The COVID-19 pandemic has thrust many university and college course instructors into the world of online teaching in relatively short order. Thousands of courses have had to make a rapid switch to online teaching and this coming summer the entire curriculum at my university will be offered online. Many course directors are looking for ways to deliver course lectures to students.
There is a lot of advice out there about online teaching and lecturing. Take some time to consider that advice and think about whether full 1-hour or 2-hour lectures make sense in an online format. Many online instructors find that short 10-15-minute videos work better than longer videos. Students are more likely to watch a handful of short videos than lengthy videos.
The first challenge, however, is sorting out the technical side of how to record lectures for online teaching. There are a lot of great tools out there for capturing lectures for online teaching. This article outlines three free tools for recording lectures.
Open Broadcaster Software (OBS)
Open Broadcaster Software (OBS) is one of the most popular screencasting applications used by many game streamers on Twitch and YouTube. In addition to being an excellent tool for screencasting, it’s also open source and free. You can also use it to record a local copy of a PowerPoint presentation with a smaller picture-in-picture box of the presenter, if you want.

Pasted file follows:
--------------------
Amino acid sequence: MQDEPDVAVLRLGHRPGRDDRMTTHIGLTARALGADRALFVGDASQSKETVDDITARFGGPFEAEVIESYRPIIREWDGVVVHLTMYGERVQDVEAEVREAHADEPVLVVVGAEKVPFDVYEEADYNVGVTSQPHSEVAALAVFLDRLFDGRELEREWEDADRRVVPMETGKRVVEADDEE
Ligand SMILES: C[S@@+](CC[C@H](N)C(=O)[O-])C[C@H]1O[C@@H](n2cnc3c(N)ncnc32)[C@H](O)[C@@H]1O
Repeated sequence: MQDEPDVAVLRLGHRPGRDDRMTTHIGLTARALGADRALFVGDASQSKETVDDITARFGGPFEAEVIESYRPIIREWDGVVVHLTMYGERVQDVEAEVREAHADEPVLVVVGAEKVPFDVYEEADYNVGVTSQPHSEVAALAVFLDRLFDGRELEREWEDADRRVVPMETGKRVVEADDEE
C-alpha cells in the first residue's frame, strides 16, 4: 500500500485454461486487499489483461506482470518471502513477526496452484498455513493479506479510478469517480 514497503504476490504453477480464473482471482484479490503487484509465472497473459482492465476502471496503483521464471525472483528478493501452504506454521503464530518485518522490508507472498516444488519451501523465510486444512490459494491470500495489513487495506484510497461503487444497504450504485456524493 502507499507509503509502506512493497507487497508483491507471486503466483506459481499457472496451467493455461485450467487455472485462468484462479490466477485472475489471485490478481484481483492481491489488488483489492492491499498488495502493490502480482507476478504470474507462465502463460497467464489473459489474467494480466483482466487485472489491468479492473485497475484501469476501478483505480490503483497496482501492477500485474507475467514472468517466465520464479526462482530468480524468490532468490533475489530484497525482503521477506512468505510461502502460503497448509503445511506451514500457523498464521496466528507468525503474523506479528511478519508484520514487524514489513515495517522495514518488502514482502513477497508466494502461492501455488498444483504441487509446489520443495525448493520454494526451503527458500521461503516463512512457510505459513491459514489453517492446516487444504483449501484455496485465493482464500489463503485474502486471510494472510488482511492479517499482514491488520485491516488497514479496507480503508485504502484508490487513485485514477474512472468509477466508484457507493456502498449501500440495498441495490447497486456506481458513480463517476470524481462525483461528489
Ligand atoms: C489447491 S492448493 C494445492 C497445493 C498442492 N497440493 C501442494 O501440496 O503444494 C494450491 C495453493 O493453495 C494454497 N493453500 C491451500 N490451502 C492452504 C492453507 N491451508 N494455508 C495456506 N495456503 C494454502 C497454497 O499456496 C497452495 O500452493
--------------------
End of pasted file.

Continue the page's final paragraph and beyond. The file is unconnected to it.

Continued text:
This video below shows me giving a presentation about screencasting software and teaching using OBS and demonstrating how it works:
Google Slides with Audio
Google Slides is a free tool for creating presentations. It includes a feature to insert audio into a slide. Users can record mp3 files using a free service like Online Voice Recorder and add those audio files to a Google Slides presentation. The presentation can then be shared with students and even directly embedded into a Learning Management System, just like a video:
With a free Zoom account, course instructors can easily record lectures with a shared presentation. Zoom can be used as a screencasting tool.
To do this, an instructor simply needs to host a meeting alone with no participants, share their screen with a presentation, and select “Record.” This will save a local copy that can be uploaded to any video sharing service for students to watch. I was even able to do this from a Chromebook using the Zoom Android app:
There are many more options for capturing lectures for online teaching out there. Share in the comments what tools you are using.